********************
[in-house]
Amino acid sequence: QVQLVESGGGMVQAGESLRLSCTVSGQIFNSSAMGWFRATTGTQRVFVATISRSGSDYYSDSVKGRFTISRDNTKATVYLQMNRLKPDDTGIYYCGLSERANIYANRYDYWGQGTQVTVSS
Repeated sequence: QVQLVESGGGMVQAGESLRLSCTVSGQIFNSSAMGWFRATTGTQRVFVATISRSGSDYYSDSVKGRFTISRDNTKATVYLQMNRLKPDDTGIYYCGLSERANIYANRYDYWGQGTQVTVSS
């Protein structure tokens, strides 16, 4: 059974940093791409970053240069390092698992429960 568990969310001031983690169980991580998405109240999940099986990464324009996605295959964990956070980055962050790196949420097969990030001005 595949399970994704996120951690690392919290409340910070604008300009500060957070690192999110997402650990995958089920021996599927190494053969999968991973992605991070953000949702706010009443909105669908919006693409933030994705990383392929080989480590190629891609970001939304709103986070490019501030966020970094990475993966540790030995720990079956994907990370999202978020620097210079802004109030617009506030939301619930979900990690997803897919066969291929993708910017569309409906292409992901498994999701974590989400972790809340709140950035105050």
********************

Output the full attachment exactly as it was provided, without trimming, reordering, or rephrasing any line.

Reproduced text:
[in-house]
Amino acid sequence: QVQLVESGGGMVQAGESLRLSCTVSGQIFNSSAMGWFRATTGTQRVFVATISRSGSDYYSDSVKGRFTISRDNTKATVYLQMNRLKPDDTGIYYCGLSERANIYANRYDYWGQGTQVTVSS
Repeated sequence: QVQLVESGGGMVQAGESLRLSCTVSGQIFNSSAMGWFRATTGTQRVFVATISRSGSDYYSDSVKGRFTISRDNTKATVYLQMNRLKPDDTGIYYCGLSERANIYANRYDYWGQGTQVTVSS
């Protein structure tokens, strides 16, 4: 059974940093791409970053240069390092698992429960 568990969310001031983690169980991580998405109240999940099986990464324009996605295959964990956070980055962050790196949420097969990030001005 595949399970994704996120951690690392919290409340910070604008300009500060957070690192999110997402650990995958089920021996599927190494053969999968991973992605991070953000949702706010009443909105669908919006693409933030994705990383392929080989480590190629891609970001939304709103986070490019501030966020970094990475993966540790030995720990079956994907990370999202978020620097210079802004109030617009506030939301619930979900990690997803897919066969291929993708910017569309409906292409992901498994999701974590989400972790809340709140950035105050």